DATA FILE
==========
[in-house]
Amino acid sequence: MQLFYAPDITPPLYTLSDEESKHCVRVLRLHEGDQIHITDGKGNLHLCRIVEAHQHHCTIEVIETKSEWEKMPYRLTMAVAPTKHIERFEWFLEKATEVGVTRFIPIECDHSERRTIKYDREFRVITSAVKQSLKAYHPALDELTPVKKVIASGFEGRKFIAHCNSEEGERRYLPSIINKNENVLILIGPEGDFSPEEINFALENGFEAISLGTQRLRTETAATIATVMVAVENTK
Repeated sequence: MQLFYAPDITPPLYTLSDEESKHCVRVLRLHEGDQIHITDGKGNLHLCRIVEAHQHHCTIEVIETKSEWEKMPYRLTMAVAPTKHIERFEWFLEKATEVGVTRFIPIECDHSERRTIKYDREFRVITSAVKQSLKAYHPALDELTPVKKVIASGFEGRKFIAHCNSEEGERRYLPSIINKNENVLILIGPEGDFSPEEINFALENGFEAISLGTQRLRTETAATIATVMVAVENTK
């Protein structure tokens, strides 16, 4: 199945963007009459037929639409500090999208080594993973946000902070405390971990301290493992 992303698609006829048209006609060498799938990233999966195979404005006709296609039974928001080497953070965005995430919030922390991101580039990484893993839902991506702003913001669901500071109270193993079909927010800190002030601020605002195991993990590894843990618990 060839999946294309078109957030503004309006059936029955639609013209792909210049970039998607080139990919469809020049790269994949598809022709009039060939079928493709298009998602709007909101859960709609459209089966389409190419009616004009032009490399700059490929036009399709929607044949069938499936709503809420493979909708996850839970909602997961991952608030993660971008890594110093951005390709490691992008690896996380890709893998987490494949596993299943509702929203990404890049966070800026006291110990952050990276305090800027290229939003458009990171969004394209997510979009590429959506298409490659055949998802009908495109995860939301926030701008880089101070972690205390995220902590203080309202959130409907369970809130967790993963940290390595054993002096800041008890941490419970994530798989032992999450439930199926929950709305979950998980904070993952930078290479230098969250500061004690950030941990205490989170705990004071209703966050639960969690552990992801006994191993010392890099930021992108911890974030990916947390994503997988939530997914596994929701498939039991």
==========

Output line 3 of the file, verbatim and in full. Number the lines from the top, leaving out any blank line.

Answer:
Repeated sequence: MQLFYAPDITPPLYTLSDEESKHCVRVLRLHEGDQIHITDGKGNLHLCRIVEAHQHHCTIEVIETKSEWEKMPYRLTMAVAPTKHIERFEWFLEKATEVGVTRFIPIECDHSERRTIKYDREFRVITSAVKQSLKAYHPALDELTPVKKVIASGFEGRKFIAHCNSEEGERRYLPSIINKNENVLILIGPEGDFSPEEINFALENGFEAISLGTQRLRTETAATIATVMVAVENTK